34 years after the École Polytechnique shooting, women still fight for equality in the workplace

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On December 6, 1989, 14 women in an engineering class at the École Polytechnique de Montréal were separated from their male classmates and killed, because they were women training to work in a male dominated field.

More than 30 years after this violent misogynistic attack, women are still fighting for equality – in schools, in workplaces, and particularly in male dominated fields such as engineering, tech, and the skilled trades.

For Deborah Schwientek, Senior Manager of Employment and Training Services at YWCA Hamilton, it’s an ongoing struggle she sees every day. Deborah and her team oversee YWCA Hamilton’s programs that help women break into the skilled trades – and while there have been many gains by women in male-dominated workplaces, true equality remains a struggle.

“We’re seeing women entering skilled trades, but they’re not staying,” she said. “Women are still suffering – women are still experiencing that feeling of “You don’t belong here.””

“It’s not a five-minute problem – funding is there to get women into the programs, but it’s not tackling the systemic issues.”

The gender-based violence Deborah hears about from women in the field is usually related to emotional violence, including bullying and harassment.  Part of YWCA Hamilton’s training focuses on how women and gender-diverse people can navigate that dynamic.

“We ensure that women know they have the right to a harassment-free workplace – we encourage them to ask at the interview, “Who is the right person to speak to if I experience bullying or harassment?”” she said. “We ask, are you going to be comfortable going onto the shop floor where no one’s got your back, but you still need to make a living?”

Deborah points out that ongoing gender-based violence and misogyny is not limited to the workplace, but continues to permeate every area of our lives.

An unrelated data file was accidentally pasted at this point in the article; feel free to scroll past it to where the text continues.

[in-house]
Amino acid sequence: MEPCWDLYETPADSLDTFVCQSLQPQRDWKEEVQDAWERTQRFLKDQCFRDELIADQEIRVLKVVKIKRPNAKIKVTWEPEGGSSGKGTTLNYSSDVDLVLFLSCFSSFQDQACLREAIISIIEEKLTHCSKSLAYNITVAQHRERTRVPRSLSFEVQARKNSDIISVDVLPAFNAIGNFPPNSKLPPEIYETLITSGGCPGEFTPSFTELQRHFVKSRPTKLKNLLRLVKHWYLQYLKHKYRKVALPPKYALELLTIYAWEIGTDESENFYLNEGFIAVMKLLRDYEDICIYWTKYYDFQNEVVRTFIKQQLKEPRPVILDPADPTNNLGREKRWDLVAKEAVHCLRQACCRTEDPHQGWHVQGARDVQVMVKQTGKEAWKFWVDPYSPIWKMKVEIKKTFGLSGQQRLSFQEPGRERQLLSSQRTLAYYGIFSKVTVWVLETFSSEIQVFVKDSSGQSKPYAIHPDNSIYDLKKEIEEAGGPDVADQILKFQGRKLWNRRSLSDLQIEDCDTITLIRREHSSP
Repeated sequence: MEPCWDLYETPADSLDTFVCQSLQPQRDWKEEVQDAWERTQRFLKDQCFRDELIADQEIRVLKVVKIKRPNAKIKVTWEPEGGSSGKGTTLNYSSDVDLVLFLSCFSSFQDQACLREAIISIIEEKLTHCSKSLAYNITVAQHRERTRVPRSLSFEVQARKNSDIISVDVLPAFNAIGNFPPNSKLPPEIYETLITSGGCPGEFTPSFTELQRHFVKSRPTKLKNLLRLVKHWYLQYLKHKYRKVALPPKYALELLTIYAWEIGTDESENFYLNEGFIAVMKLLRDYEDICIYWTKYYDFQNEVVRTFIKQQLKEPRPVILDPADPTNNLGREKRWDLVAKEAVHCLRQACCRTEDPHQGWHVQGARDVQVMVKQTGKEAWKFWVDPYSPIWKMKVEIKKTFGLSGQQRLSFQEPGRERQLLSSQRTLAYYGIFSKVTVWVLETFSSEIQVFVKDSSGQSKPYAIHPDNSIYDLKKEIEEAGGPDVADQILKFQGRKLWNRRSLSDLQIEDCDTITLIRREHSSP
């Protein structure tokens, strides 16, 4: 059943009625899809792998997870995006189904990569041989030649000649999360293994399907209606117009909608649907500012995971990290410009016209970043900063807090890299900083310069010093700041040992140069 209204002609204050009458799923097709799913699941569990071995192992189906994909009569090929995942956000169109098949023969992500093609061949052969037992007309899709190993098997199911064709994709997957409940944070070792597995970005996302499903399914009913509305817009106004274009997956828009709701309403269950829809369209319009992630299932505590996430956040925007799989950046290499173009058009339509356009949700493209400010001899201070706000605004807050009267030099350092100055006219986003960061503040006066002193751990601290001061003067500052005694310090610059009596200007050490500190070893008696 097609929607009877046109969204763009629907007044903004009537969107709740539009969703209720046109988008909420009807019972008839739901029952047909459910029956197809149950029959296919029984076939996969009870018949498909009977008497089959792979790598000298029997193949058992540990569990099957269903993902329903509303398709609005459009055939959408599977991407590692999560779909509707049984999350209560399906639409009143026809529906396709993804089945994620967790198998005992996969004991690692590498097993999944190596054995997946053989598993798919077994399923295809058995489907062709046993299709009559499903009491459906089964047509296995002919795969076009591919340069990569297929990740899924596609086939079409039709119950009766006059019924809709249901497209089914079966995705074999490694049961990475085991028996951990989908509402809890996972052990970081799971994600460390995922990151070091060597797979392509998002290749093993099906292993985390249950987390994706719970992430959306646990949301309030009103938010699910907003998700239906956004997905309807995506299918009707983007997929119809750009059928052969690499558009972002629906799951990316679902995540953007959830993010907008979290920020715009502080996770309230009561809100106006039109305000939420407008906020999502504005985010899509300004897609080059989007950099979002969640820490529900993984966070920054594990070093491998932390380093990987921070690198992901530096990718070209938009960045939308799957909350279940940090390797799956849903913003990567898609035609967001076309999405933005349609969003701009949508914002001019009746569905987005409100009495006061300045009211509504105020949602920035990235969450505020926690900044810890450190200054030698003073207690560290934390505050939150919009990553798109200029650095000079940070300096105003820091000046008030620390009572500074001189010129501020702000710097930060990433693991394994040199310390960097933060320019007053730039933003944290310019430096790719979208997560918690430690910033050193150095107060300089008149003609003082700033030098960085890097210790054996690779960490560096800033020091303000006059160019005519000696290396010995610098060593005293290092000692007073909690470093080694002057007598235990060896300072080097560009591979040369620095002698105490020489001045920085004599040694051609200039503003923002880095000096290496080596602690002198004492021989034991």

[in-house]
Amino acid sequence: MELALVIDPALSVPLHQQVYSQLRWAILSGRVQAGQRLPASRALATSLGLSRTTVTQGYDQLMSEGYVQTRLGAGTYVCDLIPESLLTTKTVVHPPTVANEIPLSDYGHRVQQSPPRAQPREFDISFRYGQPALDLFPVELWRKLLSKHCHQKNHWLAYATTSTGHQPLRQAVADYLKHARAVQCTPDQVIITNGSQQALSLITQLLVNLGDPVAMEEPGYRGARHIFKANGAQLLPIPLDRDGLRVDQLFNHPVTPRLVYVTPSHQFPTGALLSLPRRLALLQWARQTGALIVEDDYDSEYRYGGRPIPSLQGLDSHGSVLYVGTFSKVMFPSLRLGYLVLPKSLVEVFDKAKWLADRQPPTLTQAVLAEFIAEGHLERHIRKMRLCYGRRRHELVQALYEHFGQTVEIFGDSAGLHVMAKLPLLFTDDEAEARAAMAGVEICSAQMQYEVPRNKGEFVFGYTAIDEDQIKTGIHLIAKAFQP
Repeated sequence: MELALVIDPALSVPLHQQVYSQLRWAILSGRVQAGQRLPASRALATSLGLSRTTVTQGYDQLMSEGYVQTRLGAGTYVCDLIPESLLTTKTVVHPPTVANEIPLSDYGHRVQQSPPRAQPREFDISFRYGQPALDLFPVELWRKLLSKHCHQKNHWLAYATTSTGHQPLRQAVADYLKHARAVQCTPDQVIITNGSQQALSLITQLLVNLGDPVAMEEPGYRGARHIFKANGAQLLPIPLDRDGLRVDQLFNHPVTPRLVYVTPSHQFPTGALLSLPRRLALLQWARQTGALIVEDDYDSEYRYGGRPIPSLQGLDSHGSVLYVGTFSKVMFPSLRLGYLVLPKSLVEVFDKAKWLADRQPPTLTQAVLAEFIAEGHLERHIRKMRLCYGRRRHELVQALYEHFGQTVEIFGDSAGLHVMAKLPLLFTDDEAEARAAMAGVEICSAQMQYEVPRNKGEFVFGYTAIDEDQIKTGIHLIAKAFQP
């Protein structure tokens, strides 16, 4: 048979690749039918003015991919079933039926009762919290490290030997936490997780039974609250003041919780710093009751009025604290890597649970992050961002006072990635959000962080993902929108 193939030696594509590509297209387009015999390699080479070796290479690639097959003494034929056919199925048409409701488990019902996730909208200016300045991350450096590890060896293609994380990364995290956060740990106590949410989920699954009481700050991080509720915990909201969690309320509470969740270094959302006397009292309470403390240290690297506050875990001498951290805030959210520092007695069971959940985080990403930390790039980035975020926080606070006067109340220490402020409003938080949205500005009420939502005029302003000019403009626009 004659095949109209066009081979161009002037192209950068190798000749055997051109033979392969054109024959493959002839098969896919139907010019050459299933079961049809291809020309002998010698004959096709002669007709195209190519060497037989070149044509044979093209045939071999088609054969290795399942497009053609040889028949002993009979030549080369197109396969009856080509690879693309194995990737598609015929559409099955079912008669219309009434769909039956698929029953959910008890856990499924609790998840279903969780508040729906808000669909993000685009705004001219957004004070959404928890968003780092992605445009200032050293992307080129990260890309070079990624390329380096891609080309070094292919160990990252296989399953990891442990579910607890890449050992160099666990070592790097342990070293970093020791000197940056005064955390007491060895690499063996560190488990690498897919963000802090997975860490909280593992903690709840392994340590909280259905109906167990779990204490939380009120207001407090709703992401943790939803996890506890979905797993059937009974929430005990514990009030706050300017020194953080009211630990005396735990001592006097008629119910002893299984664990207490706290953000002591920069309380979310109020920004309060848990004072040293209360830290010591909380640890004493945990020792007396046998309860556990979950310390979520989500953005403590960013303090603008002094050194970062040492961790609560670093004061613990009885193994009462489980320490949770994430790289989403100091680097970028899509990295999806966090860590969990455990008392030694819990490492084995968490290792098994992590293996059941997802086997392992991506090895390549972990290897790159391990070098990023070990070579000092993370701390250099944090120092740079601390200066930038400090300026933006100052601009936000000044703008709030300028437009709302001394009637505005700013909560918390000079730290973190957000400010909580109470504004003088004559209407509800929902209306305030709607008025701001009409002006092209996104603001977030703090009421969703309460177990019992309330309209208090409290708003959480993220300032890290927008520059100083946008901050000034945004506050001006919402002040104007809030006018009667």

“It’s still happening. There is still this anti-woman attitude of “You’re taking up space and not giving me what I need.”

The anniversary of the massacre is commemorated as the National Day of Remembrance and Action on Violence Against Women. On December 6, we honour the lives of the women killed, and take action to empower the fight for gender equity – including in all workplaces.

Today, and every day, we mourn those who have lost their lives to gender-based violence, particularly the women who were murdered in Montreal, and recommit to fighting misogyny in all its forms.

We remember:

Geneviève Bergeron

Hélène Colgan

Nathalie Croteau

Barbara Daigneault

Anne-Marie Edward

Maud Haviernick

Maryse Laganière

Maryse Leclair

Anne-Marie Lemay

Sonia Pelletier

Michèle Richard

Annie St-Arneault

Annie Turcotte

Barbara Klucznik-Widajewicz

Learn more about YWCA Hamilton’s gender-based violence programs:


Commemorate December 6

Interval House of Hamilton invites you to attend a vigil for The National Day of Remembrance and Action on Violence Against Women. The vigil will take place Wednesday, December 6th, 2023 from 1pm to 3pm. This year the vigil will be held at McIntyre Performing Arts Centre located inside Mohawk College’s Fennell Campus- 135 Fennell Ave. W, Hamilton.

McMaster University is hosting several events on December 6, including a Fire and Tobacco offering, a panel discussion and memorial walk. More information can be found HERE.

Take Action: Urge the Ontario Government to Declare Intimate Partner Violence an Epidemic

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